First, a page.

Senator Déirdre de Búrca: Information on Déirdre de Búrca Zoom on Déirdre de Búrca I also welcome this opportunity to recognise the important contribution that Ireland is now making towards achieving the millennium development goals, in particular goal No. 5, which has been referred to by other speakers, to improve maternal health and specifically to reduce by three quarters the maternal mortality rate in developing countries. Under this commitment the aim is to reduce [818]maternal mortality by 75% over a period of 25 years. This is a significant and ambitious target, but it is entirely achievable. It is clear from this debate that so many of these deaths are avoidable. They are deaths which would not occur if the mothers were living in the developed world and are due to the lack of antenatal services which is the cause of a great number of the complications that arise around childbirth.

  6 o’clock

Some 75 of the poorest countries will be targeted by the millennium development goal and Ireland has made a substantial financial contribution both to the UNFBA fund of €2 million and also the trust fund on female genital mutilation, operated jointly by UNICEF and UNFBA. Currently, female genital mutilation or cutting affects between 100 million and 140 million women and girls — and 3 million girls are at risk of the practice annually. The programme is designed to work with cultural and religious leaders to encourage a societal change and the abandonment of the practice. That more constructive approach is to be encouraged as sometimes we may express cultural disapproval of practices in the developing world without understanding the long traditions and roots in particular communities. A process of education and encouragement is a more productive approach. Funding of €500,000 will be provided for that along with another €500,000 from the Government to the fistula schematic trust fund.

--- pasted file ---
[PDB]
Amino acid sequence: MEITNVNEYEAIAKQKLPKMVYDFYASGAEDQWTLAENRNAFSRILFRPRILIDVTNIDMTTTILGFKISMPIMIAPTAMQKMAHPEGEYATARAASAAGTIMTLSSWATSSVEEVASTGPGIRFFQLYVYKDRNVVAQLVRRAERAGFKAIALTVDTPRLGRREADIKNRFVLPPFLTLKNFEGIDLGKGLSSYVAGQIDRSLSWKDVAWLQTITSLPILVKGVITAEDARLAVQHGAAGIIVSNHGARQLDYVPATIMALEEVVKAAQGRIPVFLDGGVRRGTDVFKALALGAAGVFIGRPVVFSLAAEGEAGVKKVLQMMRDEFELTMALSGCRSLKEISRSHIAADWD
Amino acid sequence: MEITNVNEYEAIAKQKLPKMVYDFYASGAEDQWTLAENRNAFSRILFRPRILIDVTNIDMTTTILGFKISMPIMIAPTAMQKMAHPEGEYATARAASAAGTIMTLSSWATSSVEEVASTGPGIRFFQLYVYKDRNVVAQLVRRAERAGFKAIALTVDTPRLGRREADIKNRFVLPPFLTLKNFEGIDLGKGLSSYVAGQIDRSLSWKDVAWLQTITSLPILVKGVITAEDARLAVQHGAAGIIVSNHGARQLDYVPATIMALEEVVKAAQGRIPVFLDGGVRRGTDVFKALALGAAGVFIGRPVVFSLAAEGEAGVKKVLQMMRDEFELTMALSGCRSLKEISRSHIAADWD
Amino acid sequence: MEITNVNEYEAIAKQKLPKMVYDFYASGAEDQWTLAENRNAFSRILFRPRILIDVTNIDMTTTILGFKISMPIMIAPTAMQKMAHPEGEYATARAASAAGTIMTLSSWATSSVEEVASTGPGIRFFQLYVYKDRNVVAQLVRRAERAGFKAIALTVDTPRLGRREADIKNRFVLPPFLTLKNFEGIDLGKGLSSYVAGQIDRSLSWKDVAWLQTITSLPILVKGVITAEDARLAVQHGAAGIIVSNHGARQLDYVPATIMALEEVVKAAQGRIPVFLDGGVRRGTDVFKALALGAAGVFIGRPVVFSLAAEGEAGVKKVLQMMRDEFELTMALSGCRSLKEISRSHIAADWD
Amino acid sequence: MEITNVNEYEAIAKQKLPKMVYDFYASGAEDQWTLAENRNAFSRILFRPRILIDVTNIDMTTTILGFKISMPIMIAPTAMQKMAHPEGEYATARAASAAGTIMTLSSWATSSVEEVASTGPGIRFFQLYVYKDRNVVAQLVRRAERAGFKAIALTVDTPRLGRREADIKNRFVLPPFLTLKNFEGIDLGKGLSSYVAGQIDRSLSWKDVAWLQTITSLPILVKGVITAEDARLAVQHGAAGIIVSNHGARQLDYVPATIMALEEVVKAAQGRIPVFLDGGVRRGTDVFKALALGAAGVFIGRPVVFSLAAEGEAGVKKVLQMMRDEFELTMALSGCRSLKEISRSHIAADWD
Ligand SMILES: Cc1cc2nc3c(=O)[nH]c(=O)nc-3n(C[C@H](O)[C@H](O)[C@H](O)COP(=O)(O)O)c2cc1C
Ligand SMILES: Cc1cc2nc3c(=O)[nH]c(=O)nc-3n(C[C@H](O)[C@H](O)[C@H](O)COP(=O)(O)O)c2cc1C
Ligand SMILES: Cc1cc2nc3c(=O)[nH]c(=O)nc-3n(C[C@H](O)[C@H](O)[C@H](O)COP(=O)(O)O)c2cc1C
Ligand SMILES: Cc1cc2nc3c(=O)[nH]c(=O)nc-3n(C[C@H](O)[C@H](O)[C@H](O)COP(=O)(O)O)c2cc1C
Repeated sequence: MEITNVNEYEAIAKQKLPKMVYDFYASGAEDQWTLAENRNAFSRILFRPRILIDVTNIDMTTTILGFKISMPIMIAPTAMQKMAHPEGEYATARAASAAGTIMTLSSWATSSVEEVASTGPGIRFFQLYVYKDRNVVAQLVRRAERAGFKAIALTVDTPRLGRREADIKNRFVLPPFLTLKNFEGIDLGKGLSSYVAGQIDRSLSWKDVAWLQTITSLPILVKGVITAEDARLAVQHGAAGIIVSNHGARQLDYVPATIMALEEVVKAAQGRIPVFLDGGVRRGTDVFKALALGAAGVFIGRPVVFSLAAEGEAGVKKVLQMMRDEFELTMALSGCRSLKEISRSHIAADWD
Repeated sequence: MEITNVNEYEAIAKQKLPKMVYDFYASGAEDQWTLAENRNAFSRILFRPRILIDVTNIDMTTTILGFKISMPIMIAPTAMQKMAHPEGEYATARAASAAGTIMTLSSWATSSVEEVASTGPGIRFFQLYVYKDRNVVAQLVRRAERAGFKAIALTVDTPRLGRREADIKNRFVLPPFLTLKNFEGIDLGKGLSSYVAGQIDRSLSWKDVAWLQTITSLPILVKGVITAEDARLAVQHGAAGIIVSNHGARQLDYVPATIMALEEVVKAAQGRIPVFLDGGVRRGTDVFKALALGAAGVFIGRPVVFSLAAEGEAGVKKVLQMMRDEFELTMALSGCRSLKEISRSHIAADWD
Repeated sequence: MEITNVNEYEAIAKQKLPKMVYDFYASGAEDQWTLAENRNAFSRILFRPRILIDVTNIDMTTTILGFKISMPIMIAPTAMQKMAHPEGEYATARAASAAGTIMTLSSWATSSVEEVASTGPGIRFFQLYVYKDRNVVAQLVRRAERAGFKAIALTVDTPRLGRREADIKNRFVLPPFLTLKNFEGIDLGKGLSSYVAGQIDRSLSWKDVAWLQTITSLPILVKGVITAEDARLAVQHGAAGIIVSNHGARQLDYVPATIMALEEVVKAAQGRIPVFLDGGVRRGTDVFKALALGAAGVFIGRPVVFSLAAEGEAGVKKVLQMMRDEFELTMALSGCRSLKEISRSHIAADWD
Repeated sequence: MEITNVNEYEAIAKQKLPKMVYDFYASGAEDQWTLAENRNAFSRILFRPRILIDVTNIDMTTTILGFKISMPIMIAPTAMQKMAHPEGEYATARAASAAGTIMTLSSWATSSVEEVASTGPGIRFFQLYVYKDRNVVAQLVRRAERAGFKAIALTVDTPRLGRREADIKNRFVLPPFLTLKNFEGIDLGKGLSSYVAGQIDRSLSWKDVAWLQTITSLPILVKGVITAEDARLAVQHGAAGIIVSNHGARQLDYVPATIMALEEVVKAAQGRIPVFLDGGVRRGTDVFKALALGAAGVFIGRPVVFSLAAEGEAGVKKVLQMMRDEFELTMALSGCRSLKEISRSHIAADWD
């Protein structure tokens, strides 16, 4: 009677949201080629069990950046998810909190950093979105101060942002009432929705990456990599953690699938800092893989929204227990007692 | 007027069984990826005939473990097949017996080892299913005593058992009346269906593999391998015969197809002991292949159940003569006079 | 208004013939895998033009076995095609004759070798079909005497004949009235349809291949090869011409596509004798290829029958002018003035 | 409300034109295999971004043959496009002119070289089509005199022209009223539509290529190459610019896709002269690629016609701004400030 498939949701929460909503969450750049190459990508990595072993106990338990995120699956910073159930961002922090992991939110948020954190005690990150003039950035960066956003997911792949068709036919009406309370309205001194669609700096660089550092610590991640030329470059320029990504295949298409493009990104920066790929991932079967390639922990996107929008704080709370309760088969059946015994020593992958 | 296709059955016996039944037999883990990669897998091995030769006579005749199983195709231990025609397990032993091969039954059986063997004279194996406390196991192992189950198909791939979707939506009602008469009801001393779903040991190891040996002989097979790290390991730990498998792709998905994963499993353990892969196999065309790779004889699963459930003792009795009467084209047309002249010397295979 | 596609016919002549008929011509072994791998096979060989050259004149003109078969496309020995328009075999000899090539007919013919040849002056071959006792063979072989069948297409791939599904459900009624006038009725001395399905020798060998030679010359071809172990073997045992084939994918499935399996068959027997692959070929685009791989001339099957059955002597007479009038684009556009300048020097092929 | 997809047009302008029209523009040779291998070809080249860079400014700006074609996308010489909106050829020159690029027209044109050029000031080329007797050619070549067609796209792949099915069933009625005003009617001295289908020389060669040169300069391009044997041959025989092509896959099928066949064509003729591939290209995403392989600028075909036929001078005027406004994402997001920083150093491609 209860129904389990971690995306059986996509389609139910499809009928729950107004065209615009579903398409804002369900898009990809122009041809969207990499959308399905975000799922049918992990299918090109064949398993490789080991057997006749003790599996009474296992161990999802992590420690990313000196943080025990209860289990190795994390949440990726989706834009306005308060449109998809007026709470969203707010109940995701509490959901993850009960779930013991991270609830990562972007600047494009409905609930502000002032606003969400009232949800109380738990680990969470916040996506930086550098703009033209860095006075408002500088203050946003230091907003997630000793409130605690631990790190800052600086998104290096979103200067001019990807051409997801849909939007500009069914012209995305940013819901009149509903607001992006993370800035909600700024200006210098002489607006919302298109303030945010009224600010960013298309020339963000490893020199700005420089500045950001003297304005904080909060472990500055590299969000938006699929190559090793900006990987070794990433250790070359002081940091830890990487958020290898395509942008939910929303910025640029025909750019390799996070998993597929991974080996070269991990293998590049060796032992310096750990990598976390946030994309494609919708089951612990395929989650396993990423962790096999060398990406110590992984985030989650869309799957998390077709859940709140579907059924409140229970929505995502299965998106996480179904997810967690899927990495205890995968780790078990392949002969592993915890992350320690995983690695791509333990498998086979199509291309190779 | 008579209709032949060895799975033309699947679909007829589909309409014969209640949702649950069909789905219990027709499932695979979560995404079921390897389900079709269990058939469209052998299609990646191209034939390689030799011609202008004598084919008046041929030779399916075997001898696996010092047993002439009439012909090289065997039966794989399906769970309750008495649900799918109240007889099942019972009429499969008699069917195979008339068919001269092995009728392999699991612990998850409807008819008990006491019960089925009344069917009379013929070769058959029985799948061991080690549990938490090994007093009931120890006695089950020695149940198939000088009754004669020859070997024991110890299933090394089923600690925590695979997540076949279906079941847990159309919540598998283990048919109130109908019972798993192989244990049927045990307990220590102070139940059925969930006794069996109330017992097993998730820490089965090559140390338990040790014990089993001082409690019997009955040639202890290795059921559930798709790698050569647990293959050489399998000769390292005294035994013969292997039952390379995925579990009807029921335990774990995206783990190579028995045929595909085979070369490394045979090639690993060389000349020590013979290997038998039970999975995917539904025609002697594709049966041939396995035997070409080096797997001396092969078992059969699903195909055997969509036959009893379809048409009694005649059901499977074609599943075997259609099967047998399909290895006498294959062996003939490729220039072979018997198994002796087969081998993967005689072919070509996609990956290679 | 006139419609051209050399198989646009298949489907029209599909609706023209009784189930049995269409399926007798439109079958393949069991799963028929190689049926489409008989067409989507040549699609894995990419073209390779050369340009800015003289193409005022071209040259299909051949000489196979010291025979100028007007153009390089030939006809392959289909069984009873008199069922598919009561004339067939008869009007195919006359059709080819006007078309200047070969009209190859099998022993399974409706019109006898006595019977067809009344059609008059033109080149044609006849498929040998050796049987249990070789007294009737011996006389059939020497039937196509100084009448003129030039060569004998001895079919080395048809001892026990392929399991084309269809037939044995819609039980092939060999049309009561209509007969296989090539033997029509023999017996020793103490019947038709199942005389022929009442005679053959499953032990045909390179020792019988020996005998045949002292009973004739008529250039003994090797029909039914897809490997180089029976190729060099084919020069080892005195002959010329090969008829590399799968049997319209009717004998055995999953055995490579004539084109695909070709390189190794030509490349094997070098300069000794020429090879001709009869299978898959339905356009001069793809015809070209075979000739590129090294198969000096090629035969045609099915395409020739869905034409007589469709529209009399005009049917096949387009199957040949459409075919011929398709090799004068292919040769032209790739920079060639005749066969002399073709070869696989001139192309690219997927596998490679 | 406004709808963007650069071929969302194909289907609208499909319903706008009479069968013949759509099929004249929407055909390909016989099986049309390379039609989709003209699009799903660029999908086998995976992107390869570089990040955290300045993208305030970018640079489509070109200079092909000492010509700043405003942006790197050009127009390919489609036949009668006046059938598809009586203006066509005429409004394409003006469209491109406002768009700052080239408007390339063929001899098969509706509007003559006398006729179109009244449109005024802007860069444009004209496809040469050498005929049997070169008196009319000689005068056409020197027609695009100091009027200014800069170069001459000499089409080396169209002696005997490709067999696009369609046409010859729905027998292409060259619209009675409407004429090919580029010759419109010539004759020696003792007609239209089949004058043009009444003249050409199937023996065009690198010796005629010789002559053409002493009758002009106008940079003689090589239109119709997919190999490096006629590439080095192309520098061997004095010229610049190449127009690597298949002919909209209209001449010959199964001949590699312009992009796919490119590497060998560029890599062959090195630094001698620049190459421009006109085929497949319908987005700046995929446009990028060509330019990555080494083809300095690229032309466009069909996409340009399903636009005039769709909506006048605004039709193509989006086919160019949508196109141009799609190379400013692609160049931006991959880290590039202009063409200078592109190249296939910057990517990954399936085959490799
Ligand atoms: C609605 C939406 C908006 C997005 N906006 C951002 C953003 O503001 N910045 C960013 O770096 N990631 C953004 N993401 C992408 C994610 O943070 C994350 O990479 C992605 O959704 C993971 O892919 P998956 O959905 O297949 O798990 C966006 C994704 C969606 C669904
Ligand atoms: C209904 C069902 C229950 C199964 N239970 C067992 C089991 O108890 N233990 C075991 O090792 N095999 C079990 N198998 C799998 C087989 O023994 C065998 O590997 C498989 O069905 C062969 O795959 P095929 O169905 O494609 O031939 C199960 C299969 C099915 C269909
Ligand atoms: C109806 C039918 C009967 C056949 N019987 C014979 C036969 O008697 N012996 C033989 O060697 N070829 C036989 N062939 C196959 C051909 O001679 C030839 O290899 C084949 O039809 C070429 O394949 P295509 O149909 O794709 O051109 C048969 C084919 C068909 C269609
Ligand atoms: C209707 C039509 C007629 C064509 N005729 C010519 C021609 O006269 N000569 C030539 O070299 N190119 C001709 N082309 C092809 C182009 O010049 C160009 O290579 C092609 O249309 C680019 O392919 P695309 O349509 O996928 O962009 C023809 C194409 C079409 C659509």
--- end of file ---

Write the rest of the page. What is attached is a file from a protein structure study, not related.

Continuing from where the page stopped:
Again, this was established as part of the UNFBA’s campaign to end fistula. Obstetric fistula is typically the result of prolonged and obstructed labour, most usually when medical intervention or Caesarean section is not available. The pressure of the baby’s head against the mother’s pelvis causes extensive tissue damage, making her incontinent, and in most cases the baby does not survive. This programme aims to prevent the condition by ensuring skilled attendance at births and to provide treatment from those who have suffered from fistula.